While Google’s ad business is definitely in a transition phase, largely due to the shift away from personal computers towards mobile handsets, Google’s Senior Vice President of Ads & Commerce Sridhar Ramaswamy says that the company is handling this move well. Selling ads to advertisers may be harder with more of those ads ending up on mobile devices with smaller screens than notebooks and desktops, meaning more difficulty for customers to complete purchases, but Google is definitely taking steps toward slowing the rapid decline in ad prices.
According to a recent report from The Wall Street Journal, while Google is making several moves to make advertising more valuable, the market’s more recent move to larger-screened devices has helped significantly…
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The elephant in the room is obviously Apple’s iPhone 6 and iPhone 6 Plus, two devices that entered the market in the fall of last year. Before these devices were released, all of Apple’s smartphone share — which is somewhere in the realm of 40% of all smartphones — was made up of devices 4-inches or smaller in screen size. Ramaswamy, though, declined to give comment to the WSJ on the impact of larger iPhones.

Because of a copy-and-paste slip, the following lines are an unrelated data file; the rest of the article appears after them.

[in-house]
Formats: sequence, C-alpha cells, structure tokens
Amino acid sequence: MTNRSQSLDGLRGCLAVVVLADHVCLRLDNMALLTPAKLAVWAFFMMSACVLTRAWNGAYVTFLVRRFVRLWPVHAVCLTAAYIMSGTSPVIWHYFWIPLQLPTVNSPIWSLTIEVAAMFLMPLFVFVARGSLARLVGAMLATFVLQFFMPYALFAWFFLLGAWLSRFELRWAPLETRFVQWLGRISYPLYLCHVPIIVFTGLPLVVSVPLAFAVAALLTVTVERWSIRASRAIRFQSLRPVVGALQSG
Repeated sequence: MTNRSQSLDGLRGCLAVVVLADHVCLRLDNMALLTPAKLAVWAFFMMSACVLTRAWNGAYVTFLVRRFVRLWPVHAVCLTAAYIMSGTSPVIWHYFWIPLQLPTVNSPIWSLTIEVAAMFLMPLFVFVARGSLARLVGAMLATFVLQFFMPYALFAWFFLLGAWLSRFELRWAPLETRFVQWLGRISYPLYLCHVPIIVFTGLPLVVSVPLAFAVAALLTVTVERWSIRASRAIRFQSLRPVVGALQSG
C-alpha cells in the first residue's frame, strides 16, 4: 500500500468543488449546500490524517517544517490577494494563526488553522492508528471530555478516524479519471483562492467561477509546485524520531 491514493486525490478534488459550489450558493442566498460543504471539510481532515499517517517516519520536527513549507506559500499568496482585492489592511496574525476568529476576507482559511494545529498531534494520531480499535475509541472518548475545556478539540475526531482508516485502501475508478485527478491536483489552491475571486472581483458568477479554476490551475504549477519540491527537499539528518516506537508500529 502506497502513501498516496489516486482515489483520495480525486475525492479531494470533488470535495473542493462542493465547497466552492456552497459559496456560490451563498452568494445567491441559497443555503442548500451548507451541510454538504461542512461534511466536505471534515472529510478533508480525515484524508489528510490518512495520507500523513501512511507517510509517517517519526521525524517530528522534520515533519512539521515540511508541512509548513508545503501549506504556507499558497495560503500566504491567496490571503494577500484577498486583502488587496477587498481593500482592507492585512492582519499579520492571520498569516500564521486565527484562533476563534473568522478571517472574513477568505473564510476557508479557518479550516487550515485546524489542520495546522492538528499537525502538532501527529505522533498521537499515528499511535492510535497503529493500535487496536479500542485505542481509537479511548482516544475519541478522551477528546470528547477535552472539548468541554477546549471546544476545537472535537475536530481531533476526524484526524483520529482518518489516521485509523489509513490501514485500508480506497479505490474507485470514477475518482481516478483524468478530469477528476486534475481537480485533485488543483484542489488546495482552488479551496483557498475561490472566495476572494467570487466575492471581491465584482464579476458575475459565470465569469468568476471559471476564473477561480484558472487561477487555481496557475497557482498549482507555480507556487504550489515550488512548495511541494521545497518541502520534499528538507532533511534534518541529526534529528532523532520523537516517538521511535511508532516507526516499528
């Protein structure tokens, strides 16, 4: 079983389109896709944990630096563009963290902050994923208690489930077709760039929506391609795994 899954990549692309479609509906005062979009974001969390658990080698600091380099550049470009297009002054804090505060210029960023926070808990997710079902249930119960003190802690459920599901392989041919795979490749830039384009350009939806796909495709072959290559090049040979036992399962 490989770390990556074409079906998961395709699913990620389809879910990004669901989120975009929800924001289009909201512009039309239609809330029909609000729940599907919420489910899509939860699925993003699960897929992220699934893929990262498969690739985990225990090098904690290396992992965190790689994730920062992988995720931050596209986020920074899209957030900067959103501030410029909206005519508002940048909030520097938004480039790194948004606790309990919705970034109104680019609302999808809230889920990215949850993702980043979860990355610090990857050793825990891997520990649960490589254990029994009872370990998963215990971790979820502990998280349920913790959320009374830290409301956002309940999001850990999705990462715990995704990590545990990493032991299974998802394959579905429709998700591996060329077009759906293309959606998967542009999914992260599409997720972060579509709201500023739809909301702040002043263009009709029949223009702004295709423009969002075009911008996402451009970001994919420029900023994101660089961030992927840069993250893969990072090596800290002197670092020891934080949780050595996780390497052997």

He did, unsurprisingly perhaps, take a moment to mention the company’s recent 5.9-inch flagship, the Nexus 6:
“As phones get bigger the space issue becomes less challenging,” he said, pulling his Nexus 6 smartphone out to show its six-inch display. “This is essentially a tablet. People’s ability to navigate sites and fill out forms and such goes up tremendously.
Google is taking other steps towards tackling the problem of the lowering willingness of advertisers to pay for ads. Another recent recent report from the WSJ suggests that new store data that Google is providing to some retailers definitely helps. Apparently, Google’s data shows that “people who have clicked on mobile search ads spend more money in [Target’s] stores than those who click on desktop search ads.”
Most recently, Google introduced a new TrueView for shopping ad format, which makes it easier for customers to buy products via YouTube video ads. This works across desktop and mobile platforms, and Google is already providing some numbers to prove that it works. Home goods retailer Wayfair apparently saw a 3X revenue increase per impression, according to the Mountain View company.
Meanwhile, Adblock Plus is now pushing an ad-blocking browser for mobile. The war doesn’t end.